On 14 April 2013 Chavez’s former vice president, Nicolas Maduro, was narrowly elected as president on a ticket of continuing his mentor’s project and policies.
Official acts, marches and other gatherings are being held around the country today to mark what would have been Chavez’s 60th birthday, and to remember the life and legacy of the former president.
Published on 22 July 2014 by www.venezuelanalysis.com
Venezuela has signed 38 agreements worth US$18 billion with China, signaling a deepening of the two countries’ relations.
The new agreements were signed publically by Venezuelan president Nicolas Maduro and Chinese president Xi Jinping in Caracas yesterday.
The accords include a US$4 billion direct loan for Venezuela and US$14 billion in Chinese financing for development projects in energy, mining, industry, technology, communications, transport, housing and culture.
Specific agreements include financing to increase oil production, explore mining reserves, expand public transport, launch a third Venezuelan satellite, and build factories to produce cement, fertilizers and other products.
During the high level bilateral meeting’s closing ceremony President Maduro said that the two governments had agreed to elevate their relations to a “comprehensive strategic association”.
“We find ourselves in a new political moment, forging, in this act, a new historic stage for the strengthening of relations for the wellbeing and prosperity of our countries,” he said.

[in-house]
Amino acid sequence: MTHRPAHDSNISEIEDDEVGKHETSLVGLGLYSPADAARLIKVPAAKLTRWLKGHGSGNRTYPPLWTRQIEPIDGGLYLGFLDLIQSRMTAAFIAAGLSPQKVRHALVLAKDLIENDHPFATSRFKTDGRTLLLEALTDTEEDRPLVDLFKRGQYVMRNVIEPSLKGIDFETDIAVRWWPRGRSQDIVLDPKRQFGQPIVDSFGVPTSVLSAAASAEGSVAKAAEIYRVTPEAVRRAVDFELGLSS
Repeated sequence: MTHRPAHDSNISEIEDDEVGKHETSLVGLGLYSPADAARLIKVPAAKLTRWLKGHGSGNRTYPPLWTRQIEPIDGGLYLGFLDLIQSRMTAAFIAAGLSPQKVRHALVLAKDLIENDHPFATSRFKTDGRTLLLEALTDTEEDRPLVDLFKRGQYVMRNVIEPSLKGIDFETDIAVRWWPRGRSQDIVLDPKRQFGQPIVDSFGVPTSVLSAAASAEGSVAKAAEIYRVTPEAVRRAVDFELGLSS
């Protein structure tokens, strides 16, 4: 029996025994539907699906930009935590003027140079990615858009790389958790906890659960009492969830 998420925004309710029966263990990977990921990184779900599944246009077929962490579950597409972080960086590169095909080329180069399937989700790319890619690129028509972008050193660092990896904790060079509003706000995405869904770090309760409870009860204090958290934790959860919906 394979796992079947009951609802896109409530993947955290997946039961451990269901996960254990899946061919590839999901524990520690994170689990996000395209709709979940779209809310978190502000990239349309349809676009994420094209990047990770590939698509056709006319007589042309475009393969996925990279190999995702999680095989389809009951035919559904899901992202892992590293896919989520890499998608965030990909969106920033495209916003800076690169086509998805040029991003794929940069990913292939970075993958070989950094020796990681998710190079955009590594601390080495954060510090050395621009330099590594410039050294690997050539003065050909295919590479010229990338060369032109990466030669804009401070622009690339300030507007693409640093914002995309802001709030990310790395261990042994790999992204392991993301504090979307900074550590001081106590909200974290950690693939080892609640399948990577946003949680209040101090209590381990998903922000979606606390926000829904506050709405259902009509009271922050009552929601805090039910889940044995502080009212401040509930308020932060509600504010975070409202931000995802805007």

Published on 16 July 2014 by the Venezuelan embassy in the US
Venezuelan President Nicolás Maduro said on Wednesday that the meeting between heads of states of BRICS nations (Brazil, Russia, India, China and South Africa) and of UNASUR nations (Union of South American Nations) will foster an alliance that will ensure peace and prosperity for the region.
“Without a doubt, the meeting between BRICS and UNASUR is historic. A South American bloc that is on its own path in terms of the economy, culture, politics, jurisdictions, of South American identity … [and] five of the most important emerging nations at the time” is a great alliance, the President said upon arriving in Brasilia.
He also noted that such an alliance would “correct the injustices of neoliberalism that privileged speculative capitalism in the world, that privileged looting through financial speculation, as in the case of our Argentinean sibling and the vulture funds.”